But, you may say, a long metre is an impossibility: if it's longer than a hundred centimetres then it's a metre and a bit.
Of course in most worlds you'd be quite right, but it depends what you're measuring, and with long metre what you're measuring is hymns.
Now, the length of a hymn is a jolly useful thing to know if the bishop, for instance, isn't wearing the heels for sprinting; but as it happens long metre isn't to do with the length of the hymn from beginning to end, but with the length and arrangement of the lines.
An important consideration with hymns, you see, is not only how long they take to sing, but the tunes to which you can sing them. For this reason hymn metre is considered rather differently from poetic metre.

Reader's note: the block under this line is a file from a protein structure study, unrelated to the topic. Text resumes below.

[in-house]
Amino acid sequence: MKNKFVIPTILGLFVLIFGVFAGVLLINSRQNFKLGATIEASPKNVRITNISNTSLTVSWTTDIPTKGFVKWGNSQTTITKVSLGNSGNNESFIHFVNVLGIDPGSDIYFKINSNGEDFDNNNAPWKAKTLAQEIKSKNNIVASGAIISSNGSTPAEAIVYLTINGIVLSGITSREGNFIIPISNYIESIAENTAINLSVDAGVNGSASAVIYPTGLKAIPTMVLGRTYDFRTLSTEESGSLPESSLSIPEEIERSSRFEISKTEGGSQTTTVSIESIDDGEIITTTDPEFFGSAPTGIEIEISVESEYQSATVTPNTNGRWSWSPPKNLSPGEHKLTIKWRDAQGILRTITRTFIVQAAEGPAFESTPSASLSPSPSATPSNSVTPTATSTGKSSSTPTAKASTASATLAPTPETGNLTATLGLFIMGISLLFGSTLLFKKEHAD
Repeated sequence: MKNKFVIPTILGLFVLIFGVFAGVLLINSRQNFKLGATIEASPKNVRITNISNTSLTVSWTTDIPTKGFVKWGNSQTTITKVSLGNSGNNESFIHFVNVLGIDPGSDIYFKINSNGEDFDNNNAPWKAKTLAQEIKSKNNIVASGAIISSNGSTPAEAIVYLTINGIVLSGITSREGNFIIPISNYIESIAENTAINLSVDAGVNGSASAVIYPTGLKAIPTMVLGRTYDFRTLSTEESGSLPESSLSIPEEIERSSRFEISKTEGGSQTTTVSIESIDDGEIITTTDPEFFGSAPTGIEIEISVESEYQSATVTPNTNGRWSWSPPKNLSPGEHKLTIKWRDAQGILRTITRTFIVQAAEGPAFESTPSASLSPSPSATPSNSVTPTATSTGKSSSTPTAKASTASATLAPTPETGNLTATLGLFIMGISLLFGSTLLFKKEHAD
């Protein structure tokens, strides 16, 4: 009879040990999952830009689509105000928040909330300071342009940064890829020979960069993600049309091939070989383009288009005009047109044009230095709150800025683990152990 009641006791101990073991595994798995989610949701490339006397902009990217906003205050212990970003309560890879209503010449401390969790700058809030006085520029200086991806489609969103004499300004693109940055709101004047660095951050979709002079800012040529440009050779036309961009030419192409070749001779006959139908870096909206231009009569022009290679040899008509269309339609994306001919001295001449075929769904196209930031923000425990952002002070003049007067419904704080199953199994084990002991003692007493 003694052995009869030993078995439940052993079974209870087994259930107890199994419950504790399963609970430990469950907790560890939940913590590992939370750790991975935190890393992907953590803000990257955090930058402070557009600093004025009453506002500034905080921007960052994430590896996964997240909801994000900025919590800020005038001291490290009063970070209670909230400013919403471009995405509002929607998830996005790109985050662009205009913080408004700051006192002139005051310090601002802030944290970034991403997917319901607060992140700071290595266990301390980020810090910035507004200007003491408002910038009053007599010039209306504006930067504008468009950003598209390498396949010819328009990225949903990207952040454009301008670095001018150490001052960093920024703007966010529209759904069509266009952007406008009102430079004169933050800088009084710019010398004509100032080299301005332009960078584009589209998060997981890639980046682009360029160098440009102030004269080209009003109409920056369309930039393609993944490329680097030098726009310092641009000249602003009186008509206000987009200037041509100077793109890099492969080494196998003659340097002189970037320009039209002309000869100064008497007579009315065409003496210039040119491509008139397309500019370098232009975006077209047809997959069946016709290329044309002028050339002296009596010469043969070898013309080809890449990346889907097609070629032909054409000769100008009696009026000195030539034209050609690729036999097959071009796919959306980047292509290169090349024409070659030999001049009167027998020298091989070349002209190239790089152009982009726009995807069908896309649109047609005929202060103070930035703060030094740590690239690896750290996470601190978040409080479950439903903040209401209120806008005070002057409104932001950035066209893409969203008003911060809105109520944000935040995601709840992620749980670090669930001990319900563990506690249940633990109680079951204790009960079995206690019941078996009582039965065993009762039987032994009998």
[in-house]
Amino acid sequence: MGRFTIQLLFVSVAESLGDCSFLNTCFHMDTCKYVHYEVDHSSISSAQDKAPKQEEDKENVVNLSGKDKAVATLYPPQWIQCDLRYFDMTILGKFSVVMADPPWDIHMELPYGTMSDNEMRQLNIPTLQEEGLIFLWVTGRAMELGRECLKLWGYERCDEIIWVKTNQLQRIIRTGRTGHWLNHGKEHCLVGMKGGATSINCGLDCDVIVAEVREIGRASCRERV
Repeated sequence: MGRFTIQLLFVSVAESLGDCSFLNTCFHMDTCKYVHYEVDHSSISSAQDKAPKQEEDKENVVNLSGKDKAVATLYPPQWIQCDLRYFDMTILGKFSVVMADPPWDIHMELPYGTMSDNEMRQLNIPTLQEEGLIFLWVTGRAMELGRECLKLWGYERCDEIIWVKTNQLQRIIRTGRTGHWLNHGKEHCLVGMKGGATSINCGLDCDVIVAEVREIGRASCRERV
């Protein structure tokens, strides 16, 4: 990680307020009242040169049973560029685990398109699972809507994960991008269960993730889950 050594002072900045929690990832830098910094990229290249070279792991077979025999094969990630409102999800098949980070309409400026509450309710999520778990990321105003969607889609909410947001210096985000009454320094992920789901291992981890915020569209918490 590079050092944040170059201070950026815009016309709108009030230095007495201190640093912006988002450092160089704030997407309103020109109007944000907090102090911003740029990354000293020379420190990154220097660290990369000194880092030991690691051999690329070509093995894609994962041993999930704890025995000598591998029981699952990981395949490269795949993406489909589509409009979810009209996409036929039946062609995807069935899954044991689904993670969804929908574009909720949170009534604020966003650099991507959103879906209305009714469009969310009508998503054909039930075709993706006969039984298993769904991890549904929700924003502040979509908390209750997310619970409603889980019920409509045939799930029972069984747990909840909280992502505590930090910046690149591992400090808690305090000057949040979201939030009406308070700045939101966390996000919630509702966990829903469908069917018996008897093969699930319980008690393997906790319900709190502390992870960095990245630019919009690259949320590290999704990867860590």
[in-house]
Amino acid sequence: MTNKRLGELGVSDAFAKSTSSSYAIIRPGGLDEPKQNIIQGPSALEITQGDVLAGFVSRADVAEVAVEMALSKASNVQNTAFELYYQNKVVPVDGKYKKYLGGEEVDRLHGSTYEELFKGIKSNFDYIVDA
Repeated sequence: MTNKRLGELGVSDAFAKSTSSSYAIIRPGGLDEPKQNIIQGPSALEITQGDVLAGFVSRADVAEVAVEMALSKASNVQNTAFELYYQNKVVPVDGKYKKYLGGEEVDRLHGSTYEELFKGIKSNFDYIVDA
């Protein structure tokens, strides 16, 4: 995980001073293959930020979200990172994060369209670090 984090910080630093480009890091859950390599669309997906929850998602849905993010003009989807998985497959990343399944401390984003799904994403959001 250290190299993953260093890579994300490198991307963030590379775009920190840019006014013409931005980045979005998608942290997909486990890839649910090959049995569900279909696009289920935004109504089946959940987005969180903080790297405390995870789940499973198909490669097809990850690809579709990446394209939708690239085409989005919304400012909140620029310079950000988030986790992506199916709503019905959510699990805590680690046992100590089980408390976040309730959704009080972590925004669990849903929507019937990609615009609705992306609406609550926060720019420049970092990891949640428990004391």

Long metre (or LM to the hipper sort of organist) tells you that each verse has four lines, that each line has eight syllables with alternate weak and strong stresses starting with a weak one (like the word away), and that the second and fourth lines rhyme.
The first and third lines might rhyme as well, but that's optional.
Armed with this information, you can sing, if you so wish, the words of O Come O Come Emmanuel to the tune of On Jordan's Bank the Baptist's Cry.
Or, alternatively, Hernando's Hideaway.
Thing To Sing Today: something in long metre. Or something not in long metre. The word metre comes from the Greek metron, which means measure.